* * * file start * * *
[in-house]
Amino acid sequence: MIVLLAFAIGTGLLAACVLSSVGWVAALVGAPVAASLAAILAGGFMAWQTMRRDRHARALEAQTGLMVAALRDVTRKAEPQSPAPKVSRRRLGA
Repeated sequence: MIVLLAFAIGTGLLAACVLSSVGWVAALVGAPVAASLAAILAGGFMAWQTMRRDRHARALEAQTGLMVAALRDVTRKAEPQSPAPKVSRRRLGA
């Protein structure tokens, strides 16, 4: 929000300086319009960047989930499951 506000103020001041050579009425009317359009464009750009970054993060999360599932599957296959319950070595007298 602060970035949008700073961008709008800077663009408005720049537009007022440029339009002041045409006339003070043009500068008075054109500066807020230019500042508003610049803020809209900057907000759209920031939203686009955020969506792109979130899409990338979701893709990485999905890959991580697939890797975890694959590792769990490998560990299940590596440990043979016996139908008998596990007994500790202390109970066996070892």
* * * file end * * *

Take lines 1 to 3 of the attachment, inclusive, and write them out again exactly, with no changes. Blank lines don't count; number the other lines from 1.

[in-house]
Amino acid sequence: MIVLLAFAIGTGLLAACVLSSVGWVAALVGAPVAASLAAILAGGFMAWQTMRRDRHARALEAQTGLMVAALRDVTRKAEPQSPAPKVSRRRLGA
Repeated sequence: MIVLLAFAIGTGLLAACVLSSVGWVAALVGAPVAASLAAILAGGFMAWQTMRRDRHARALEAQTGLMVAALRDVTRKAEPQSPAPKVSRRRLGA